john symonds

3

Edward Carpenter (August 29, 1844 – June 28, 1929), English socialist, poet, philosopher, anthologist and LGBT activist. Born in Hove, Sussex, he was educated at Brighton College and graduated from Cambridge in 1868. He initially became a curate for the Church of England, but grew increasingly dissatisfied with the church as well as despairing at the condition of the working-class poor in England. Additionally, he grew to accept his homosexuality; after the rupture of a brief relationship in college, he had spent time with male prostitutes in Paris; reading the work of the gay, spiritualist American poet Walt Whitman awakened his sense of his own sexuality and his determination to help the less fortunate. He left his position with the church, taught for a while in Leeds, worked with the Socialist Party in Sheffield and, after the death of his father left him financially independent, finally settled in Millthrope, near Barlow, Derbyshire, where he bought land to create a farm. Spiritually, he became fascinated and heavily influenced by Hindu mysticism and Indian philosophy, travelling to India and Ceylon in the 1890-91. On his return to England, Carpenter met and fell in love with a working-class man, George Merrill, 20 years his junior; Merrill moved in with Carpenter in 1898, and their relationship inspired their friend E.M. Forster in the creation of his novel Maurice (written 1913-14, published 1971), which portrays the relationship between the upper-class Maurice Hall and the games keeper Alec Scudder (portrayed in the classic 1987 film adaptation by James Wilby and Rupert Graves, respectively). Carpenter’s home in Millthrope became a magnet for many of the left-leaning luminaries of the era, including Forster, humanitarian Henry S. Salt, sexologist Havelock Ellis, political activists John Bruce and Katherine Glasier, feminist Olive Schreiner, and poet and critic John Addington Symonds. Following Symonds death in 1893, Carpenter became the foremost writer advocating for the acceptance of gay men and women; he also wrote extensively in support of the rights of women (famously exclaiming that marriage is essentially legalized prostitution) as well as socialism and capitalism, nature and the environment; Carpenter was one of the founders of the modern Labour party, though his many radical ideas caused him to be not just vilified by the right but even mocked by some on the left. Following Merrill’s sudden death in January, 1928, Carpenter’s health deteriorated; he suffered a stroke in May of that year, and died the following June. His fierce, almost solitary advocacy of gay rights would inspire subsequent generations.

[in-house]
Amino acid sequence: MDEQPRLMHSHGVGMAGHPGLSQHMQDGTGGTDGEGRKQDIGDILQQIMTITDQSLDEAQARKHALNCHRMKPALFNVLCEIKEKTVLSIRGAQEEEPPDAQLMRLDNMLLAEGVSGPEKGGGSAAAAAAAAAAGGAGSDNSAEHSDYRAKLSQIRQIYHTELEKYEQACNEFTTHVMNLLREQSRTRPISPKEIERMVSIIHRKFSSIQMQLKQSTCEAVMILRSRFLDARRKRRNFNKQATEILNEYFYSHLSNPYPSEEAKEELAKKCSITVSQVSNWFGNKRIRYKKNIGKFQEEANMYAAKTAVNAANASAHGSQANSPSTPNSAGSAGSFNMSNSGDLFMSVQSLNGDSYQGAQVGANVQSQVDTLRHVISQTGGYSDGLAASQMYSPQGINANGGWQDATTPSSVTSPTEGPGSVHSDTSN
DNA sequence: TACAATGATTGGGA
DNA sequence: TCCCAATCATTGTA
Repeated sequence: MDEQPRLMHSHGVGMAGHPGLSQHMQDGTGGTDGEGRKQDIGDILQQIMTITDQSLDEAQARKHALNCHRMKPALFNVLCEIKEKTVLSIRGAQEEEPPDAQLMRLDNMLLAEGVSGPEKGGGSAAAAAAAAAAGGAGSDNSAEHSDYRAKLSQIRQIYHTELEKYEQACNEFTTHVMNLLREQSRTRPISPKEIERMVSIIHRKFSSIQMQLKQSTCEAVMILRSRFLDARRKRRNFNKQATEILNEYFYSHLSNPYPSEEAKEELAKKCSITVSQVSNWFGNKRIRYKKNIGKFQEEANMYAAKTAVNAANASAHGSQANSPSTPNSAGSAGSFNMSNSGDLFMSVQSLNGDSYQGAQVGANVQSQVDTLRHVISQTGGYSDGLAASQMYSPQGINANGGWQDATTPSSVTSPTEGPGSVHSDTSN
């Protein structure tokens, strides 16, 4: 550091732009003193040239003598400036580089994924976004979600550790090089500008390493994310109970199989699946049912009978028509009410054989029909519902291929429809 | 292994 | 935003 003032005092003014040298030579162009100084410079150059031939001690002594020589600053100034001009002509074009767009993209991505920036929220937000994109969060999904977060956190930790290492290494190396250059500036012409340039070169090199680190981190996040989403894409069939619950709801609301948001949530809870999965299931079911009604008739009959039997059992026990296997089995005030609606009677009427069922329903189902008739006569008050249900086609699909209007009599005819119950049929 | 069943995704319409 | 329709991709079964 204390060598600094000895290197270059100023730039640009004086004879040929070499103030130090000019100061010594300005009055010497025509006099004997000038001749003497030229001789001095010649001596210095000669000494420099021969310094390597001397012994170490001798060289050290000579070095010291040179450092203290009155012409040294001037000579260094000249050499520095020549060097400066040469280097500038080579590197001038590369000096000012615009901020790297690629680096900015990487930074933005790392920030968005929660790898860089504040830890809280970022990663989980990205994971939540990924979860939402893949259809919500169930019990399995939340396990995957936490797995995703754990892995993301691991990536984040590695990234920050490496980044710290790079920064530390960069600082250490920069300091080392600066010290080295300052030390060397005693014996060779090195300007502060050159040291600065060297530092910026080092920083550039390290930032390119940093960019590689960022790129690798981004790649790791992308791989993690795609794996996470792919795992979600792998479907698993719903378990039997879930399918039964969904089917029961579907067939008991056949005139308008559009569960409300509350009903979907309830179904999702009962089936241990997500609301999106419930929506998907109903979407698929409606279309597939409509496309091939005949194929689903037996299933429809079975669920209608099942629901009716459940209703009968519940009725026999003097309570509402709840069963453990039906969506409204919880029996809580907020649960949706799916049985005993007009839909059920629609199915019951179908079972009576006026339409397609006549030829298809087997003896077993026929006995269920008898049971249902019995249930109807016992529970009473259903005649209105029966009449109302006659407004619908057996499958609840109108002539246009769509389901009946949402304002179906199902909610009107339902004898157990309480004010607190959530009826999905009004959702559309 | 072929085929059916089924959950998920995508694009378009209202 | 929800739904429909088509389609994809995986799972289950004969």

pour one out for Oscar Wilde
pour one out for Edward Carpenter
pour one out for George Cecil Ives
pour one out for John Addington Symonds
pour one out for Karl Heinrich Ulrichs
pour one out for Charles Kains Jackson
pour one out for Frederick Rolfe
pour one out for Samuel Elsworth Cottam
pour one out for John Gambrill Nicholson
pour one out for all the men who burnt their writing

and all the men that didn’t